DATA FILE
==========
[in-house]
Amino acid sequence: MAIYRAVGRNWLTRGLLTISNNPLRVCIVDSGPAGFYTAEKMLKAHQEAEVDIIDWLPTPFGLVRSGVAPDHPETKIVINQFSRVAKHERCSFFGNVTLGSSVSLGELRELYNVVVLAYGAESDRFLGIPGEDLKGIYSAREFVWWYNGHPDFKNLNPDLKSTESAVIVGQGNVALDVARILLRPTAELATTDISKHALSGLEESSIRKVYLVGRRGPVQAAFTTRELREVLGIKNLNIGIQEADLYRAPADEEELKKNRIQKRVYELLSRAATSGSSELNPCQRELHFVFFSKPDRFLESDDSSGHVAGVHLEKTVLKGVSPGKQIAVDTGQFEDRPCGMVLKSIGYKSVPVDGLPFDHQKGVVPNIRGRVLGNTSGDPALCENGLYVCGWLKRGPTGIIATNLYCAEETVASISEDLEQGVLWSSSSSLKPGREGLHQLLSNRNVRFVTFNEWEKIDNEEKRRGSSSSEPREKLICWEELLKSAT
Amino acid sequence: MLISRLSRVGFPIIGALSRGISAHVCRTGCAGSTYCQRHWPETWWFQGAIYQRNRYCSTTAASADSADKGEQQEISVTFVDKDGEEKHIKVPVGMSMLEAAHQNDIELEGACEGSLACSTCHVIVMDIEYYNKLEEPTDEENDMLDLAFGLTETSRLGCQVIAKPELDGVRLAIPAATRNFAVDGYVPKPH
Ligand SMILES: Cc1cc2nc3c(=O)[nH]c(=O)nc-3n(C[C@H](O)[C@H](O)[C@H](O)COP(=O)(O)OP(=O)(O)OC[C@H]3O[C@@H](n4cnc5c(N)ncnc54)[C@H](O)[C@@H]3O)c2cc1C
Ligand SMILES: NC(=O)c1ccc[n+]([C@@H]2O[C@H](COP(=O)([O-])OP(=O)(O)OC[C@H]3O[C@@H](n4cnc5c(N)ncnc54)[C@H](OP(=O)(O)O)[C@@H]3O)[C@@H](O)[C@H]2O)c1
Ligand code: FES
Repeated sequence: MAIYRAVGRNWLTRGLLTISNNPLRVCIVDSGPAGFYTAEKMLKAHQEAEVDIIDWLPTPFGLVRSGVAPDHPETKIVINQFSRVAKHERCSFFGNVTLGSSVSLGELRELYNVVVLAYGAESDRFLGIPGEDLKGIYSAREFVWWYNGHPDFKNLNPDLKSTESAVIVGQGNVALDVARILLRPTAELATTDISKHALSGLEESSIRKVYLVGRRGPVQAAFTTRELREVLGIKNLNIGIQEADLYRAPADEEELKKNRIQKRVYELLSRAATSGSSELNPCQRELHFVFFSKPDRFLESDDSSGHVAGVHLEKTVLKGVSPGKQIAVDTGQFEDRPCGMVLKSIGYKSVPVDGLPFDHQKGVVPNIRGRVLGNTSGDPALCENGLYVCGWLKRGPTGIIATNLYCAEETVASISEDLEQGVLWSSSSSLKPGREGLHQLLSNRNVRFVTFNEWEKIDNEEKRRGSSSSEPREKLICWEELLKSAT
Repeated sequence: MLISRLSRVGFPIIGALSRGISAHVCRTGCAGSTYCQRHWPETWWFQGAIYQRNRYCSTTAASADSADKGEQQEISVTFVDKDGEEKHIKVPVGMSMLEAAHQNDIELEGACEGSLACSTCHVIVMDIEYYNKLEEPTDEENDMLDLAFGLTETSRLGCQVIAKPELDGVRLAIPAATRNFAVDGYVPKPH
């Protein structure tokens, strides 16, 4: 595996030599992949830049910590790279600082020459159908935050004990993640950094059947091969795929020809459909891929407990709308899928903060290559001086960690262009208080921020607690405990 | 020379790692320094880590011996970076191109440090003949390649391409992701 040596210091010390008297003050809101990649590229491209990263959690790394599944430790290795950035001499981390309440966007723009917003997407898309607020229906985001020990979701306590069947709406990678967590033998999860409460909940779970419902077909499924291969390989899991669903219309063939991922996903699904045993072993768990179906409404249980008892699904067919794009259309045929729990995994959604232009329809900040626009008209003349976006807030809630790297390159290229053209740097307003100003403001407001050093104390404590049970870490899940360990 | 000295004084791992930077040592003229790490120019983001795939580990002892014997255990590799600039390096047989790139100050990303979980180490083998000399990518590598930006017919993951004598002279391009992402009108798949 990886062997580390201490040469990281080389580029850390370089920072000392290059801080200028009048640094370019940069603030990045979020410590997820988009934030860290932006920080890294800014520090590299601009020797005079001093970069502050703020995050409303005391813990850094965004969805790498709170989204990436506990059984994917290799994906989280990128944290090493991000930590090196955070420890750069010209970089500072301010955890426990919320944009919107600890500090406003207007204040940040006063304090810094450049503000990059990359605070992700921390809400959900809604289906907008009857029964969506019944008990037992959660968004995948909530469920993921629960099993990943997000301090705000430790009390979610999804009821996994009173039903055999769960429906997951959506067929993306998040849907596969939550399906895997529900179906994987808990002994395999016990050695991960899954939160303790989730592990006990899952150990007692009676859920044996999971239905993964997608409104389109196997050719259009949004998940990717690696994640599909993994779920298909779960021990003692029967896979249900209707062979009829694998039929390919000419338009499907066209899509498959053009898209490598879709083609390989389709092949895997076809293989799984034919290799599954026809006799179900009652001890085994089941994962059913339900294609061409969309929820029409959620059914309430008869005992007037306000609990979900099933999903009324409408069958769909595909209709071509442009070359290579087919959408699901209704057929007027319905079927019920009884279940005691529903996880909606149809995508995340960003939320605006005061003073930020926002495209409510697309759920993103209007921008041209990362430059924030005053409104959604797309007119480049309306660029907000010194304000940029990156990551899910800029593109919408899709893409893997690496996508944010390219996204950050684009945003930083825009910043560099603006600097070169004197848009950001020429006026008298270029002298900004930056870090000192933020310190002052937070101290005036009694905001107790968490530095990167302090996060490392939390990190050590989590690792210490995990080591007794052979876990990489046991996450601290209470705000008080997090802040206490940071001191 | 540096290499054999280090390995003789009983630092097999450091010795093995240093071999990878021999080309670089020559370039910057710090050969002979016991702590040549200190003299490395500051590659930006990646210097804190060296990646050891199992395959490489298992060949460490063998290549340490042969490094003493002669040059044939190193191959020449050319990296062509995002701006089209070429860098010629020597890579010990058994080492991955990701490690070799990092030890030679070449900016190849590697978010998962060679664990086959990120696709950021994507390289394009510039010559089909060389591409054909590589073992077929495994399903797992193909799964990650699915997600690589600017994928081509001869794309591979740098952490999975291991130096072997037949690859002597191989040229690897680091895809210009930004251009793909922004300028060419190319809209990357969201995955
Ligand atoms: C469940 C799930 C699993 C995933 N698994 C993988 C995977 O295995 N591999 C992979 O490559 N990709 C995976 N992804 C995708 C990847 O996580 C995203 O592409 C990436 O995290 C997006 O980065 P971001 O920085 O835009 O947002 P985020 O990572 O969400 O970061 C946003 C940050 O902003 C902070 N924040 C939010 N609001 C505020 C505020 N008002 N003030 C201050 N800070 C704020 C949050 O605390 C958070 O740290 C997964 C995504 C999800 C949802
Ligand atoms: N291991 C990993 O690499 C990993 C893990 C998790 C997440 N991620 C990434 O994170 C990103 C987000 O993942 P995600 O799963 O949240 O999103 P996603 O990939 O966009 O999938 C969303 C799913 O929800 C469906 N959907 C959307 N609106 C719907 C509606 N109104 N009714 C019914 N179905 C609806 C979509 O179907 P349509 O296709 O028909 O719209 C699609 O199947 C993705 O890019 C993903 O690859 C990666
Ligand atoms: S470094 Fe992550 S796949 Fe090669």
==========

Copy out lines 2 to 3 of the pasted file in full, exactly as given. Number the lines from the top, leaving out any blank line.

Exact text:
Amino acid sequence: MAIYRAVGRNWLTRGLLTISNNPLRVCIVDSGPAGFYTAEKMLKAHQEAEVDIIDWLPTPFGLVRSGVAPDHPETKIVINQFSRVAKHERCSFFGNVTLGSSVSLGELRELYNVVVLAYGAESDRFLGIPGEDLKGIYSAREFVWWYNGHPDFKNLNPDLKSTESAVIVGQGNVALDVARILLRPTAELATTDISKHALSGLEESSIRKVYLVGRRGPVQAAFTTRELREVLGIKNLNIGIQEADLYRAPADEEELKKNRIQKRVYELLSRAATSGSSELNPCQRELHFVFFSKPDRFLESDDSSGHVAGVHLEKTVLKGVSPGKQIAVDTGQFEDRPCGMVLKSIGYKSVPVDGLPFDHQKGVVPNIRGRVLGNTSGDPALCENGLYVCGWLKRGPTGIIATNLYCAEETVASISEDLEQGVLWSSSSSLKPGREGLHQLLSNRNVRFVTFNEWEKIDNEEKRRGSSSSEPREKLICWEELLKSAT
Amino acid sequence: MLISRLSRVGFPIIGALSRGISAHVCRTGCAGSTYCQRHWPETWWFQGAIYQRNRYCSTTAASADSADKGEQQEISVTFVDKDGEEKHIKVPVGMSMLEAAHQNDIELEGACEGSLACSTCHVIVMDIEYYNKLEEPTDEENDMLDLAFGLTETSRLGCQVIAKPELDGVRLAIPAATRNFAVDGYVPKPH